The real heat, though, will be about Ryan's plan to reform Medicare. It is based on a deal that Ryan cut with Oregon Senator Ron Wyden, a Democrat and perhaps the most creative health-policy thinker in either party--although Wyden told me that Ryan's version drops several of the safeguards for the elderly that the original deal included. What Ryan proposes is essentially Obamacare for the elderly--that is, a choice of private health care plans--with two differences: there would be a public option (seniors could stay in Medicare), and there would be a fairly strict cap on total spending increases (GDP growth plus 0.5%, much less than current health care spending trends).



Mother Jones: Kevin Drum debunks Romney's claim on 92.3% women's' job loss

Lies, Damn Lies, and Mitt Romney's Charts
—By Kevin Drum
Wed Apr. 11, 2012

"Apparently," sighs Matt Yglesias, "the ridiculous political attack line we're supposed to talk about today is Mitt Romney's claim that 92.3 percent of jobs lost since Barack Obama took office belonged to women." You betcha! Mainly, though, this is interesting as an object lesson in how to mislead with statistics. As a political attack, it's too lame to last more than a day or two.

So do you want to know how Team Romney came up with this number? The chart below, which shows job losses among men and women, tells the tale. If you look at jobs lost since the beginning of the recession, here's what you get:

Men: 3,321
Women 1,840
Total: 5,161
Percent women: 36%

But that's too boring! As you can see, there was a steep job loss among men right at the beginning of the recession and a slower job loss among women. So what happens if you just lop off that bit of the recession and count only the strength of the recovery since January 1, 2009? Well, men have recovered steeply and women have recovered more slowly. So now we have:

Men: 57
Women: 683
Total: 740
Percent women: 92%

Pretty snazzy, eh? Men have made up ground faster than women since January 2009, so technically that means that women have sustained the bulk of the job losses since then. Very clever indeed. Politifact has more here.

ALSO WORTH NOTING: It's important for Romney to start on January 1, even though Obama wasn't inaugurated until January 20. Why? Because if you started on February 1, you'd end up with women accounting for something like 300% of all job losses, and that's ridiculous enough that it would give the whole game away. Even the rubes wouldn't buy that.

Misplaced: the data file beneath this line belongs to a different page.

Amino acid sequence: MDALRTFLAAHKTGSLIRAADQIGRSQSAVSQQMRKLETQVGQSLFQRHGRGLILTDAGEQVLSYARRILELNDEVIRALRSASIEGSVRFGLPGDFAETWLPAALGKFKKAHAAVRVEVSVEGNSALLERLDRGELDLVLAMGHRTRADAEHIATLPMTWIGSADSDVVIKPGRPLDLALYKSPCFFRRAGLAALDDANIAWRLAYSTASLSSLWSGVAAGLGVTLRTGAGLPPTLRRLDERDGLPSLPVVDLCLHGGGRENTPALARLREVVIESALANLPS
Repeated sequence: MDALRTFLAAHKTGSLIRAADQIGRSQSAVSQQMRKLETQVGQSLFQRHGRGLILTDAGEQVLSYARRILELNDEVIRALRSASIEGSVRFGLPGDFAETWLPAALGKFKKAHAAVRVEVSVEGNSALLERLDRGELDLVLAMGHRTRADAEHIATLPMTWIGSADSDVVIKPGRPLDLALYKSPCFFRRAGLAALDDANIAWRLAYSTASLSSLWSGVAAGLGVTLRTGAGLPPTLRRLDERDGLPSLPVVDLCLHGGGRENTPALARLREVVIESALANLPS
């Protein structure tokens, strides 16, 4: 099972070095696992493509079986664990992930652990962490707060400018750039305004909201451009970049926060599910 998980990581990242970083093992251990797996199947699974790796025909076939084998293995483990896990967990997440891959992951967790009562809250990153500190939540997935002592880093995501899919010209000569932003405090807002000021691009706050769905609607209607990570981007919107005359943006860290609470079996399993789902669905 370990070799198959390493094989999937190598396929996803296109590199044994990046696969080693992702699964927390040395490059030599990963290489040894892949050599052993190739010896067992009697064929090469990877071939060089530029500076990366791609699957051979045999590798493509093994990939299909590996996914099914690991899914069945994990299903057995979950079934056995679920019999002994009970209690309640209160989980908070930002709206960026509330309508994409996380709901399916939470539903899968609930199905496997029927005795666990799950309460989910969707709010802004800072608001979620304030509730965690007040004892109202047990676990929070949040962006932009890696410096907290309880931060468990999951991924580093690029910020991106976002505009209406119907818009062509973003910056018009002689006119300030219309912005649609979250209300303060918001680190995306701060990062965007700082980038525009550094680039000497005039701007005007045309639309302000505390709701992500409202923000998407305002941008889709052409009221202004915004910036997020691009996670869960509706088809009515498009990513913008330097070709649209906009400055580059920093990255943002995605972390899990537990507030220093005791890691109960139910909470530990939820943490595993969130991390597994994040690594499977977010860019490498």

Talkingpointsmemo: Kentucky Dem Broadsides Mitch McConnell For ‘Dishonesty’ On Obamacare

Kentucky Dem Broadsides Mitch McConnell For ‘Dishonesty’ On Obamacare


An outspoken Kentucky Democrat is directing an unusually pointed attack at a member of his own delegation. And not just any member — the single biggest target.

Rep. John Yarmuth (D-KY) laid in to Senate Minority Leader Mitch McConnell in a letter delivered last week for misleading their mutual constituents about the facts and benefits of President Obama’s health care law.

And in a follow-up interview, Yarmuth again attacked McConnell, his former ally, for putting partisan politics before representing the people of his state.

“I’ve known Mitch for 40 years,” said Yarmuth. “We were political allies at one point. I was a Republican ‘til 1985. In recent years, as I’ve said publicly before, he has a considerable knack for being scrupulously accurate and rarely honest.”

In this instance Yarmuth is referring to an op-ed McConnell wrote in the Louisville Courier-Journal. In his letter, Yarmuth calls into question five claims McConnell made in the op-ed. And he wants McConnell to address his concerns.